The present invention is an apparatus, business method and program product for selectively providing access to a service facility such as a financial institution or bank. Client access codes (passwords, PINs) are maintained by the service facility in a database. When a client seeks access to the service facility, e.g., access to the client's account, a random sequence of character is generated and passed to the client. The client responds with an offset that when combined with the random character sequence is the client's access code. The client sends the code to the service facility and is granted access to the client's account. The client's response may be either by voice, by keypad or by another appropriate data input device to correct the random data to the user's password or PIN. Optionally, the service facility may specify an intended relationship between the offset and the random character sequence, e.g., the offset is added/subtracted from the random character sequence. For additional security, dummy characters may be embedded in the random character sequence. Clients do not directly communicate their individual access codes or passwords, but instead provide a correction of a sequence of symbols to which an eavesdropper does not have access. Thus, the client's access code remains secure from onlookers and eavesdroppers.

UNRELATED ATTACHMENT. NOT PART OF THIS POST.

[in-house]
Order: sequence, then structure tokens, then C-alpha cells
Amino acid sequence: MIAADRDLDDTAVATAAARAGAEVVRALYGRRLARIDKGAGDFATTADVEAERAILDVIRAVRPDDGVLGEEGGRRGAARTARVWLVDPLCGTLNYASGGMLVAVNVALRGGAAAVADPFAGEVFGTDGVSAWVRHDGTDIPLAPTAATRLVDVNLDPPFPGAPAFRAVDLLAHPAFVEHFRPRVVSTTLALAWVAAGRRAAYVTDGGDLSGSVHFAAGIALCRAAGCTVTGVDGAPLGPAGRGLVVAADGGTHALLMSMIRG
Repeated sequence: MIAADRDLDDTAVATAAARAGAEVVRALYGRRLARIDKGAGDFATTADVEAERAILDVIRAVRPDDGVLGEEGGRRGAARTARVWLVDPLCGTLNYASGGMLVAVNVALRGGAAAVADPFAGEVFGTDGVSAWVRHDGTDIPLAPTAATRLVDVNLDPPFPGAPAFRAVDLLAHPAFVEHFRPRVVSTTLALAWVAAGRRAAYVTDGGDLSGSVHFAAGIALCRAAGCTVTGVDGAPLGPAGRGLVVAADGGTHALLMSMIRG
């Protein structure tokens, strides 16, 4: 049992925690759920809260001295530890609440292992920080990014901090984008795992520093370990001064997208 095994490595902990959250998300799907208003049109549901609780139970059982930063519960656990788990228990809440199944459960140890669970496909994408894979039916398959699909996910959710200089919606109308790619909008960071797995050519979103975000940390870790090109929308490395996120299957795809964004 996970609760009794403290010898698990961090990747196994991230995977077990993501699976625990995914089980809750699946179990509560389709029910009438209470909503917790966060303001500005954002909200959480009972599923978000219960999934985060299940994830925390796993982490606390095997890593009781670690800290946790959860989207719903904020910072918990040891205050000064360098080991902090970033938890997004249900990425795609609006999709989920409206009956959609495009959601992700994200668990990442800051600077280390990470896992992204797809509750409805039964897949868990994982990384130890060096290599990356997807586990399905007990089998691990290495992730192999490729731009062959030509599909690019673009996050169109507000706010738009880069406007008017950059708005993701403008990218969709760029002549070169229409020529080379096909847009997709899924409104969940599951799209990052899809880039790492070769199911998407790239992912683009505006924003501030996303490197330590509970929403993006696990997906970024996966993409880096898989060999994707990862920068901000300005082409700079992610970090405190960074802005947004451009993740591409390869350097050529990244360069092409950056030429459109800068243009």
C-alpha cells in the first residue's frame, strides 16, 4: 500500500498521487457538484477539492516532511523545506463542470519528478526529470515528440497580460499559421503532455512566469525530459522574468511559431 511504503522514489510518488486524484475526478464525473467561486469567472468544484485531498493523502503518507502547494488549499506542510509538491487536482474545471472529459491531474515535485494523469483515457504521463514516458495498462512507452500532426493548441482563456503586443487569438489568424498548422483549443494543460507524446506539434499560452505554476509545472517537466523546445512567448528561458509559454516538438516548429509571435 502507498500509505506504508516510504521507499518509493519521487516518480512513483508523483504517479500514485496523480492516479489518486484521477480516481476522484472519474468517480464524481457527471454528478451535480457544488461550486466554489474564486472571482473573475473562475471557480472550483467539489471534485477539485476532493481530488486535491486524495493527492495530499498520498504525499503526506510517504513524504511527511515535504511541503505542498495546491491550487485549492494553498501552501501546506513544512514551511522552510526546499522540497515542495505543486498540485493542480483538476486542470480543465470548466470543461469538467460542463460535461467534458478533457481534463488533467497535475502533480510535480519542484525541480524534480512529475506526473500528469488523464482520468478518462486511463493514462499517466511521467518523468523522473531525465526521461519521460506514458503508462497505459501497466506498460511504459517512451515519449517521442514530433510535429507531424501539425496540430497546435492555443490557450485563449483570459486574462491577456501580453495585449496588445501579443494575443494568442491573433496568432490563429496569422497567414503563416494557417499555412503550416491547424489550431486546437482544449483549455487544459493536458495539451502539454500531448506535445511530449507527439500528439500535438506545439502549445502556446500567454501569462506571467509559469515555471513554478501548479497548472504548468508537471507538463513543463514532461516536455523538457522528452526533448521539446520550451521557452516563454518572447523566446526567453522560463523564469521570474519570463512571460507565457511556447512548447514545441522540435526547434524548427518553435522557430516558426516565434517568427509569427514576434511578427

The foregoing and other objects, aspects and advantages will be better understood from the following detailed description of a preferred embodiment of the invention with reference to the drawings, in which:
Turning now to the drawings and more particularly
Typical state of the art WAP phones may include a smart card reader, as well as one or more (Subscriber Identification Module) SIM cards, one SIM card performing some type of computation and another carrying identification and public key encryption/signature capabilities. These WAP phones may used for secure transactions, such as stock trading, as well as for everyday purchases thereby replacing traditional credit cards or charge accounts. The financial service 102 or merchant assigns an unique identification number to a phone holder, e.g., a client or customer (not shown), which the customer uses for an encrypted password.
Unlike prior art approaches, wherein the client logs in to the financial institution and provides a unique PIN, in the preferred embodiment system the financial institution 102 provides a random number to which the client replies with an offset that the financial institution combines with the random number. The random number, when combined with the correct offset, is the client's password. Further, it is intended that for additional security, each offset digit is entered by a separate distinct set of entries, e.g., key taps on different individual keys.